Wherever the bookstore crowd gathered there was wine and chocolate. Usually there were cigarettes. When they ran out of money it was loose tobacco. I don't remember what we used to talk about. After a few weeks, one of the bookstore dwellers, Timo, asked me “have you ever noticed that these writer kids, they never talk about books?” Timo was a bit of a con, or so he liked to encourage you to think. He liked being clever, liked finding ways of outsmarting the system, any system. The rest of the bookstore crowd, led by a few old-timers, didn't take him seriously because he wasn't bohemian, because he really was “down and out” and not by choice, because he was looking for a job as a salesman, perhaps also because he didn't just sit around and drink.

By this time I had begun to make a bit of money from working at a local bar. I was working nights. Naturally I tried to sleep during the day; naturally this was difficult at the bookstore. There was a hidden cot where one could wiggle in and sleep undetected (if one didn't snore) even while the public milled about thumbing through books. But it was too warm — I tried several times, and woke up without fail, covered in sweat, parched, and then unable to wiggle out because there were children and their disapproving parents playing below — so I took to leaving the city on my days off in search of cheap hostels, first, in small sleepy Northern towns, later, free beaches on the French Riviera. It was fun. Not conducive to writing.

Once I came back from the coast and Becca asked me where I had been. “We were worried. No one knew where you were.”

When I saw Timo next I told him the Shakespeare kids weren't so bad after all.

“They could have called you.”

“I don't think they have my cellphone number.”

“I do.”

When I saw Becca later I mentioned that the next time, if she were worried about me, she could ask Seppo for my number. She shrugged. “We were looking for you because George was asking for you.”

“For me?” That was unexpected. “What did he want?”

“I don't know,” said Becca, shrugging again.

When I found George he barked at me as usual. “Where have you been? We've got lots of work to do!” I asked if he wanted me to reorganize the Literature section. “No! Someone else can do that! You have a book to write!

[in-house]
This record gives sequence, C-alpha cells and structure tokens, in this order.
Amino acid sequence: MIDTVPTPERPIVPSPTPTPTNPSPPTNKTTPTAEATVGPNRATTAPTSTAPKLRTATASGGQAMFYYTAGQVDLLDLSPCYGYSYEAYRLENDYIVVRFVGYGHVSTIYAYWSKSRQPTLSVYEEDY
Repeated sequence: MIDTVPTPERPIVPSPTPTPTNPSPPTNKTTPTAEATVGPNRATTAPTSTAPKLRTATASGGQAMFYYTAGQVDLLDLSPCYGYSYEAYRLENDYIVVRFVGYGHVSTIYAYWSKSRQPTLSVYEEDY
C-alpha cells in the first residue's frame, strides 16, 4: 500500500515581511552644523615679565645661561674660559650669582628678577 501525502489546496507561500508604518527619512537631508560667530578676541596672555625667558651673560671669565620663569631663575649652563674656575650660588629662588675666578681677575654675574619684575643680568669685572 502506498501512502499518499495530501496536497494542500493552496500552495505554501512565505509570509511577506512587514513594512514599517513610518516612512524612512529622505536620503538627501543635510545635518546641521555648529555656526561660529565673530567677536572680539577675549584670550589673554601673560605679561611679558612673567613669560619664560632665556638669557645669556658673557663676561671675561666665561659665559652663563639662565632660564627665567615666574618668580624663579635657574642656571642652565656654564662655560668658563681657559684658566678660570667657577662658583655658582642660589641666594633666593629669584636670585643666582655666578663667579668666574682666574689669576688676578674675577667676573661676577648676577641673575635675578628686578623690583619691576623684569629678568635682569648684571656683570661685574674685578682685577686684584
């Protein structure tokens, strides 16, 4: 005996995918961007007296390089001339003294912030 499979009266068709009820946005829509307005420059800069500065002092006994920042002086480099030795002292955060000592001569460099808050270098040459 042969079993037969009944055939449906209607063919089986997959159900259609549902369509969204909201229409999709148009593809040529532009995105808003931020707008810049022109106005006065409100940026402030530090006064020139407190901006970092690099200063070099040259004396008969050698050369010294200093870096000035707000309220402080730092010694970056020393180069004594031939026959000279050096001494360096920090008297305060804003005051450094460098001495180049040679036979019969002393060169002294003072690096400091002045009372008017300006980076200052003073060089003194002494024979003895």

A book! Me. A book! “OK,” I said meekly.

“Sit down!”

I sat down and wondered if he was going to lock me up like they did to Colette until she produced work.

“Here, you see? We have all these papers to organize,” said George, shoving letters of all shapes, sizes, and stationery in my direction. “This is an article someone wrote about me. We'll keep that. This one, he's asking for a room, we'll have to throw this out. It's no good, these letters. Every day someone writes asking if they can stay here. But we've got too many people! Too many. We've got to organize these papers.”

I skimmed through a few letters while George continued to comment on the state of the bookstore community and its global following. “How do you want me to organize these?”

“How? How! We're going to write a book! A history of the bookstore! You're going to help me! 


“You've been looking for a job, haven't you?”


“Have you found one?”


“Doing what? Where?”

“At a bar. Just around the corner.”

“You work every day?”

“No, just Fridays and Saturdays.”

“Just weekends. So every day after you wake up, you come up here and we'll work! Starting at nine o'clock!”

I pointed out that I didn't get off on weekends until six in the morning. “I could come up at nine but I don't function very well--”

“--what time did you say?”

“Six o'clock.”

“Alright then, you come up at noon! Six hours. That's plenty. You come up at noon and we'll work.”

I nodded and went back to reading the papers he had set in front of me.